The Tipton Daily Tribune from Tipton, Indiana on February 24, 1971 · Page 2
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February 24, 1971

The Tipton Daily Tribune from Tipton, Indiana · Page 2

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Tipton, Indiana
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Wednesday, February 24, 1971
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Page 2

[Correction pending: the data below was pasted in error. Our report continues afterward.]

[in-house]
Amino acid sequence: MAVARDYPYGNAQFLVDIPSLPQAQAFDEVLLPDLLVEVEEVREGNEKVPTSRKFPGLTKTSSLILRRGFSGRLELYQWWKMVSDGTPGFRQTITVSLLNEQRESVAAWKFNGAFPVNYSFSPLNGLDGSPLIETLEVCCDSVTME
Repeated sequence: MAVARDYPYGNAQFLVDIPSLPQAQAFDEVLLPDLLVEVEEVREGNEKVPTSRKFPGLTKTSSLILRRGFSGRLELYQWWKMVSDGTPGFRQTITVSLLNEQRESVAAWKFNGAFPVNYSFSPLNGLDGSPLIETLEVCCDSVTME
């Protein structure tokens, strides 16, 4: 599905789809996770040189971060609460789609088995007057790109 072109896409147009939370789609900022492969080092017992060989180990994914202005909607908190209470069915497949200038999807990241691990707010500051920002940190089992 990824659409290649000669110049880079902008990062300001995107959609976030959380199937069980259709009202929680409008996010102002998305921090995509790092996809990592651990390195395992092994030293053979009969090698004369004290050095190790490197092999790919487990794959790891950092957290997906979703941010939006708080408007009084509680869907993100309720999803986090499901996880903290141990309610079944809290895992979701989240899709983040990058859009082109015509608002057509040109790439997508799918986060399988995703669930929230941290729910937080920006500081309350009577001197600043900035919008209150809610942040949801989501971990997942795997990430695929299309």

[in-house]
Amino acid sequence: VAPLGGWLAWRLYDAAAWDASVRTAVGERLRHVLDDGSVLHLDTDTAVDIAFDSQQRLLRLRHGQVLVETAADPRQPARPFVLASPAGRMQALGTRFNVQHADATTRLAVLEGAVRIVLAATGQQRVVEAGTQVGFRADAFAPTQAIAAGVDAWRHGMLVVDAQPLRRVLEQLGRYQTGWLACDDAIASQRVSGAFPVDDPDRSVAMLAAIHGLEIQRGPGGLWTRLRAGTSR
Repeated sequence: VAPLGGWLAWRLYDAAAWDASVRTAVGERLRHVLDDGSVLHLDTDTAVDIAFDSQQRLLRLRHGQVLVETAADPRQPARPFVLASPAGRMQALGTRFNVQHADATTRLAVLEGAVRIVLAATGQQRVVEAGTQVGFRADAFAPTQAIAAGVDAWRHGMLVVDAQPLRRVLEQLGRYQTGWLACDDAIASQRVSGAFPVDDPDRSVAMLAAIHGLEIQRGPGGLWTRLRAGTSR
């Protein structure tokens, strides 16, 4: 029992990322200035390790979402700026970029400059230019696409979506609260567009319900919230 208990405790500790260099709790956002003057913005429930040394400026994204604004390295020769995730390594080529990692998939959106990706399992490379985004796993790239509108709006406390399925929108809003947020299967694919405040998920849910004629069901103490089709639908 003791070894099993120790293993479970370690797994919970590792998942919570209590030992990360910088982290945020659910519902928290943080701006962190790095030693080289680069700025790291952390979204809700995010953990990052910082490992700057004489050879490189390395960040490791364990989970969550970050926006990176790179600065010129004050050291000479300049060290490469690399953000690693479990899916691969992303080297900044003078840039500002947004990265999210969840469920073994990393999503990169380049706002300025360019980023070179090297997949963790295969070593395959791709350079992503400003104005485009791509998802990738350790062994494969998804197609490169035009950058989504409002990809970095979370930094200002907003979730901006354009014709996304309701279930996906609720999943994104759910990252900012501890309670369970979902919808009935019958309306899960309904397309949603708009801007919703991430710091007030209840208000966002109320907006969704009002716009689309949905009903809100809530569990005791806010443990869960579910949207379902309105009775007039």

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Page 2 THE TIPTON (INDIANA) DAILY TRIBUNE A. Guests Abroad ONE pipeful of hashish can bring a minimum of three years imprisonment in "Hirkey. The penalty Is the sameforacon- - victed American as for anyone else. Warnings have been issued previously r and repeatedly for Americans in Europe to . be careful about drugs. But they do not believe the warnings. They believe that Americans are immune to the laws of other nations while in another nation. Or they believe that America's laws follow them wherever they go. Or that all they have to do is appeal to the U.S. consul and he will repeal the nation's laws as they affect individual American, cases. Barbara M. Watson, administrator of the Bureau of Security and Consular Affairs, sets the record straight in clear terms. Eteven hundred Americans.are in Jails abroad,"more than 700 of them on drug charges. Other nations besides Turkey are taking a harsher line on drug offenses. Not much can be done for a U.S. citizen once accused abroad. The consul can visit him in jail, help him get a lawyer and communicate with his' family, may attend the trial and try to assure fair treatment. Miss Watson says this is not the same kind of - fair treatment the accused would be guaranteed in an American court, but a rather vague standard of accepted international practice. After the U-S. citizen is 'accused and the consul tells what cannot be done for him, •he is in for some more surprises. . First, it is unlikely that he will have a jury trial, or that he • .can confront the witnesses: against him, as would be basic rights in an American court. Nest comes a long spell in jail without bail while his case is 'being investigated before formal charges are entered against him. When the investigation is done the trial will be too short for comfort, unlikely more than a day. Little time will have been given him to.prepare his defense. The path to jail has few obstructions. D there is an appeal it will be decided within a week. • Miss Watson says Americans often receive lighter sentences,, equal or better treatment by the courts, and have better jail accommodations. But a term of years in an old and crowded prison will allow plenty of time to ponder upon the "pleasures" of a brief experimentation with drugs in a country where such practice is looked upon without tolerance. •Americans planning trips abroad, with or without drugs, would do well to listen to their own country's warnings that the laws of. countries they visit are not the laws of our country; After all, they are guests in another's house. What Others Are Saying Sen. Hartke Expresses Grave Concern On Veteran Funding A Tax On Featherbedding Indiana, Ohio and New York, among other states, long have had so-called full-crew laws, which stipulate the crews required oh railroad trains within their borders. Though the alleged aim is safety, about the only purpose the statutes serve any more is to perpetuate costly and unneeded jobs. The same trains operate quite smoothly in other states where "full" crews are not required. After years of trying to persuade the states to drop the special laws, the Eastern railroads are trying a new tack. They propose to levy a charge of $10 a car on freight originating or terminating in Indiana, Ohio and New: York, with the added revenue to cover the cost of the excess workers. The unneeded - cost thus would be passed along to the public, which is plainly not the best solution. But maybe a tax on featherbedding, or the threat of one, will mobilize more support for elimination of these foolish laws. PURSE SNATCHER WEDNESDAY. FEBRUARY 24, 1971 Defensive Drivers Needed To Cope With Traffic "Today's motorist must learn to be a defensive driver in order to cope with the dangers of increasing traffic, V. fcommented Albert E. Huber, executive director of the Indiana Traffic Safety Council. He said public officials have made great strides in the past few years in the areas of legislation, engineering and enforcement, but safety educational efforts involving the public at large still leave much to be done. - Huber called particular attention to the fact that the driving public must be made aware of the ever present necessity for driving defensively. Defensive driving is simply the practice of anticipating potential traffic problems, identifying them rapidly when they .do materialize and taking the necessary corrective or evasive action to avoid becoming involved in an accident situation. This awareness is particularly necessary on today's modern, high-speed, interstate system, Huber said. Being a good defensive driver is an all-inclusive matter ranging from the application of special care for pedestrians, to maintaining proper intervals between cars, routine use of turn signals .when changing lanes, as well as prior to turning, the consistent use of safety belts, and reduced speed when unusual traffic, road or weather conditions are encountered. WASHINGTON, D.C. ^-Senator . Vance Hartke (D-Ind.) yesterday expressed grave concern about the funding of the Veterans.Ad­ ministration in Fiscal 1972. "A reduction now in the VA medical care program cannotbe justified,"- he said. "Money must be provided to keep the VA hospital -system in the forefront in the practice of medicine;" The Senator's remarks were' made before the American Legion Legislative and Veterans Affairs and Rehabilitation Commissions at the Sheraton-Park Hotel in Washington. . It was Hartke's first speech before a veterans group since his appointment as . chairman of. the new Senate Committee on Veterans Affairs. , Composed of five Democrats and four Republicans, the Committee, according to Hartke, will be bipartisan in scope. It will deal with such measures as; war pensions, life insurance, veterans compensation, vocational rehabilitation and education, hospitals, soldiers and sailers civil relief, readjustment to civil life and national cemeteries. • "Until this year," said the Senator, "jurisdiction on these . and other matters was divided among various Senate Committees, principally Finance and Labor and Public Welfare. I am proud to have Senator Herman Talmadge (p-Georgia), former chairman of the Finance Subcommittee on Veterans Legislation and Senator Alan Cranston (D- CaL), former, chairman of the Labor and Public Welfare Subcommittee on Veterans Affairs, ^as members of my committee. They bring experience and dedication to the veteran's cause. "I also look forward to a close and friendly relationship with the House Committee on Veterans Affairs, chaired by Olin "Tiger'' Teague of Texas. He has been a great champion of the veteran.". In stating his^ibjectives, the Senator emphasized examining the VA direct loan program, the J Education Assistance Act to improve the G.L.'.bill, and the national cemetery-system. Of the later, Senator Hartke said, "Development of the system has not kept pace with the vast Increase in the number of veterans. Many existing national cemeteries are being closed when filled, and many°areas in the UjS. have no cemetery where veterans can be buried close to their place of residence." The Senator urged leaders tp bear the responsibility of unit- Improve the programs of bene- ihg our people to work for a fits for those men and women better America. "You must help who have served our Nation in me in my efforts to protect and its time of need," he concluded. Concern About Environment Is No Fad As Constructive Programs Are Put to Action By C6ngressman John T. Myers It was just a year ago that President Nixon sent his first . message on the environment to Capitol Hill. You will recall that in that message, the Presi- xieht said: "The time has come when we can wait no. longer to repair the damage already done, and to establish new criteria to guide us in the future." In that message the President outlined a comprehensive, 37- point program, including 23 major legislative proposals which I co-sponsored in the House of Representatives, and 14 new administrative actions. . While the overall legislative record of the 91st Congress was far from impressive, I do believe we made a noteworthy beginning in laying the groundwork for cleaning up our environment. Congress passed the National Environmental Policy Act of 1969 which, among other things, established the President's Council on Environmental' Quality; we passed the Clean Air Act Amendments which set national air quality standards; we approved the Resource Recovery Act which deals with solid waste disposal and recycling programs; we passed tough new oil spill legislation; and we approved an executive reorganization plan creating the Environmental Protection Agency headed by aHoos- ier, William Ruckelshaus. I supported each of these measures. and have reintroduced a number of proposals this year which did not come before the 91st Congress dealing with water pollution control, waste treatment facilities and environmental financing authority. In addition, I am co-sponsor of legislation designed to prevent oil spills along our nation's coastline. In his second message to Congress last week, President Nixon took note of past accomplishments but also underscored those pieces of . unfinished, business carried over from last year's agenda. It is perfectly clear that this Administration, unlike those In the past, not only talks about the environmental crisis but is doing something about it. Concern about the environment is no fad. It is now our national policy to systematically defend our environment from all assaults. Heading the list of those measures which should receive priority consideration in the 92nd Congress are: A $12-billion, 3-year program to construct municipal waste treatment facilities with half of those funds coming from the Federal Government; Charges on sulfur oxides and lead to supplement regulatory controls on air pollution;. Comprehensive improvement in pesticide control authority; and A Federal procurement program to encourage recycling of .paper. Other measures would regulate toxic substances, ocean dumping, noise pollution and strip mining. Land use decisions would be guided by other measures expanding open space and recreation programs; the wilderness, areas preservation program and regulating sites for powerplant construction. In addition, the President has. proposed a World Heritage Trust to promote international cooperation in preserving parks and areas of unique cultural value around the world. At a time when there are many issues that divide us, I welcome so clear and strong a call to a cause that finds broad support in boty'parties, all generations and an parts of the country. I welcome . the President's challenge for congressional action on his proposals and 1 join with him in challenging the American people, and indeed, the peoples of the world, to play their, part In cleaning up and restoring our precious environment. The Tipton Tribune 221-223 E. Jefferson Street Tipton, Indiana 46072 - Phone 675-2115 By carrier, in city............. 45? per week BY MAIL: Tipton and adjacent Counties: 1 year $11.00 6 months 6.50 3 months 3.50 Subscription PAID IN ADVANCE - No mail subscription accepted where carrier delivery is maintained. Member: UNITED PRESS INTERNATIONAL Entered as Second Class Matter October 4, 1895 at the Post Office in Tipton, Indiana, under the Act of Congress of March 3, 1897. SECOND-CLASS POSTAGE PAID IN TIPTON, IND. Published Daily ExceptSunday "If every driver would simply to accept. On Indiana's heavily stop to think of the numerous traveled streets and highways, hazards of traffic before getting defensive driving may well be behind the wheel, the need for de- : necessary for survival," Huber tensive driving would be easier, concluded. Twice as many dropouts are out of work Flood Crests Report INDIANAPOLIS ( U P I) — Latest stages and - crests forecasts for Indiana streams in the light of flooding following heavy rains: (Continued on page eight) STARTS TOMORROW Thursday February 25th Womens Winter Jackets NOW 88 Orig. to $25. Fringe suedes. Nylons. Piles and others. 1 only Misses Winter Coat Orig. $30. 19 88 Blue, Size 12. 17 only Womens' Sweaters 44 NOW ~ 3 Bulky and sleeves styles, 4 only Womens Winter Robes NOW 6 44 1 Culotte robe size 14,1 black quilt size 18, 2 green suede size 14. 76 only Womens Skirts and Slacks NOW Outstanding buys in winter weight slacks and skirts. Most sizes. 3 44 10only Women's Knit Hats NOW Out they go. Hurry. Save! 24 only ... ', Women's Winter Gloves 1 66 Shorty, gowns in cotton flannel.' Sizes S - M. 72 only Womens Better Dresses NOW W • W • All reduced from stock. Many styles to choose from. •• This week: Save 15^0 on made-to-measure draperies. Choose from hundreds of 'beautiful fabrics — do it now ahd save. These draperies will be made to any size yvith Penney ' quality workmanship, many fine details/ usually found only for dollars more. To measure: "-• -9* Width: measure from (G) to (H), or simply the width you want to cover. Length: For'ceiling to floor length, measure (A) to (B). For regular floor length measure (C) to (D)'. For sill length measure from (E) to (F). Add 3 inches if you want below-sill length. Bring these measurements in and we will recommend the proper size draperies. ! PLACE YOUR ORDER 16 only BOYS* Winter Jackets ) 5.99— 6.99 Entire stock reduced. Broken sizes. 22only Men's Sweaters 3 66 Cardigans and Slipovers. All sizes. :24onl y Boys' School Shoes 4*44 NOW jm Mostly smaller sizes. ? 7onl r ; Men's fSport Shirts % 66 NOW 1 I Mostly flannels in size Med. BY SATURDAY 23 only Winter House Slippers , 66 NOW 1 "Mostly women's in warm and other styles. 16 only Fringe Handbags NOW 99* Orig. $5. Tan or brown to choose from. 12 only Girls' Flannel P.J.'s NOW 99 Cotton printed flannel. Sizes 4-6-6x. ' *"* Girls and Toddler Knit Heodweor NOW 66 Entire stock of girls' and toddler knit head wear. Reduced. 63 only Toddlers Corduroy Boxers 66 Out they go. Entire stock at this price Size 1-7. i only Girls' Winter Jacket ^88 NOW "~ 3 Size 6 x. Nylon shell with pile lining. Toddler 6 only " Nylon Jackets A 44 NOW JL Light weight nylon jackets. Sizes 2-3 only. 138 only Boys Sport Shirts NOW 1 66 Boy's long sleeve knit and regular finish sport shirts. All sizes. 12 only Toddler Sport Shirts Mostly Plaids. Sizes 3, 4, 5. 66 66 ISonly M en' s Winter Pajamas Coat-Style flannel P.J.'s in sizes M, L. 1 12 only Turtlerieck Dickeys Solid Colpr. Ideal for Sport Wear. 30 only Curtairis Penneys 776-778 So. Main Street Tipton, Indiana Boys' 33 NOW 3 Curtains and Drapes reduced to clean- ip. 66 8 only Boys' Sweaters Slipover and Cardigans. Sizes 6.12,16 only. 1 1 only Plastic 166 Tablecloth 1 54 x 72 Pink vinyl-coated flannel. OPEN For Catalog Sales Mon - Thur 9 - 5:30 Fri - 9-9 Sat - 9-6